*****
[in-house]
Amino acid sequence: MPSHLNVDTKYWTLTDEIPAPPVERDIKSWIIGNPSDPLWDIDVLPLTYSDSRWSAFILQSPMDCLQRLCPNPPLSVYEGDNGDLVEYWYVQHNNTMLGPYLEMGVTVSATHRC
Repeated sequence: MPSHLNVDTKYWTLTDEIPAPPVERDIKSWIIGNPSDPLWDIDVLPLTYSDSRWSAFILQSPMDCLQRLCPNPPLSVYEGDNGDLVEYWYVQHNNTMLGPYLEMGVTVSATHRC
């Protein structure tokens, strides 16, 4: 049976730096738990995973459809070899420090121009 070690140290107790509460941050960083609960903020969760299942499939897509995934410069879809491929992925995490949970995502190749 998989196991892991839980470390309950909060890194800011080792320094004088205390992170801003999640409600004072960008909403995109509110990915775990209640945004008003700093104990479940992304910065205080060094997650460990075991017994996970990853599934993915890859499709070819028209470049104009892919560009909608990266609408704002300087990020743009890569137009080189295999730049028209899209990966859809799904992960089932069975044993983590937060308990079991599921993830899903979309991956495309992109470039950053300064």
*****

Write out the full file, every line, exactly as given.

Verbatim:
[in-house]
Amino acid sequence: MPSHLNVDTKYWTLTDEIPAPPVERDIKSWIIGNPSDPLWDIDVLPLTYSDSRWSAFILQSPMDCLQRLCPNPPLSVYEGDNGDLVEYWYVQHNNTMLGPYLEMGVTVSATHRC
Repeated sequence: MPSHLNVDTKYWTLTDEIPAPPVERDIKSWIIGNPSDPLWDIDVLPLTYSDSRWSAFILQSPMDCLQRLCPNPPLSVYEGDNGDLVEYWYVQHNNTMLGPYLEMGVTVSATHRC
């Protein structure tokens, strides 16, 4: 049976730096738990995973459809070899420090121009 070690140290107790509460941050960083609960903020969760299942499939897509995934410069879809491929992925995490949970995502190749 998989196991892991839980470390309950909060890194800011080792320094004088205390992170801003999640409600004072960008909403995109509110990915775990209640945004008003700093104990479940992304910065205080060094997650460990075991017994996970990853599934993915890859499709070819028209470049104009892919560009909608990266609408704002300087990020743009890569137009080189295999730049028209899209990966859809799904992960089932069975044993983590937060308990079991599921993830899903979309991956495309992109470039950053300064």